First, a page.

What the law says about Assault on a Police Officer
Sections 340 (1) of the Criminal Code Queensland states:
Any person who
- assaults another with intent to commit a crime, or with intent to resist or prevent the lawful arrest or detention of himself or herself or of any other person; or
- assaults, resists, or wilfully obstructs a police officer while acting in the execution of the officer’s duty, or any person acting in aid of a police officer while so acting: or
- unlawfully assaults. Resists, or obstructs, any person engaged in the lawful execution ofany process against any property, or any person acting in aid of a police officer while so acting; or
- assaults, resists, or obstructs, any person engaged in such lawful execution of process, or in making a lawful distress, with intent to rescue any property lawfully taken under such process or distress; or
- assaults any person on account of any act done by the person in the execution of any duty imposed on the person by law; or
- assaults any person in pursuance of any unlawful conspiracy respecting any manufacture, trade, business, or occupation or respecting any person or persons concerned or employed in any manufacture, trade, business or occupation, or the wages of any such person or persons;
- assaults any person who is 60 years or more; or assaults any person who relies on a guide dog, wheelchair or other remedial device;
is guilty of a crime.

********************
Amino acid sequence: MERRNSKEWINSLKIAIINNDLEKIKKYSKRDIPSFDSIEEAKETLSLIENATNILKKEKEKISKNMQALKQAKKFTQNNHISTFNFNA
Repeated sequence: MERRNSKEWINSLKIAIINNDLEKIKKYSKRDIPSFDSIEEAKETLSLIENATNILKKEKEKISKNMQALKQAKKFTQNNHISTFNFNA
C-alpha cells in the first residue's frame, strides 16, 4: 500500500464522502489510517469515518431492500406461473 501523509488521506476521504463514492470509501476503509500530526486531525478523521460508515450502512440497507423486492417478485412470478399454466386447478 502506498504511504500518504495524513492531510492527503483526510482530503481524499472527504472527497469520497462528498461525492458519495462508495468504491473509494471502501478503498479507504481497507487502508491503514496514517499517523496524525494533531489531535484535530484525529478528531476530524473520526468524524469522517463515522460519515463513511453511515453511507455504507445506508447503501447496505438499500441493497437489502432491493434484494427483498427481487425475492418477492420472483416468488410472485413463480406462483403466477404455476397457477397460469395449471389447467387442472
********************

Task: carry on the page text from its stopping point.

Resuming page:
There are also offences of hindering or obstructing a Police officer in the execution of duty under the Police Powers and Responsibility Act. Often this offence is constituted by the act of spitting on or biting a Police Officer.
What the police must prove
In order for the Police to prove their case at Court, they must prove each of the following matters beyond a reasonable doubt.
- The accused assaulted the complainant; Any person who strikes, touches or moves or otherwise applies force of any kind to the person of another, either directly or indirectly, without the person’s consent is said to assault that other person.
- The complainant was a police officer;
- The complainant was then acting in the due execution of his duty.
It is not a defence that the defendant did not know the person assaulted was a police officer.
It will be necessary for the Police in every offence to prove that the accused was the person who committed the offence. Click here to learn more about identification evidence.
The Maximum penalty for the offence of Assault on Police Officer In Execution Of His Duty (Serious Assault) is 7 years imprisonment.
Which court will hear the matter
This matter is indictable which is dealt with in the District Court.
Possible defences to this offence include but are not limited to
- Self Defence
- Identification -ie Not the accused person
- Defence of another person
- Officer was not acting in the course of his or her duties.
- Complainant was not a Police Officer
- The assault is trivial and not of a serious nature.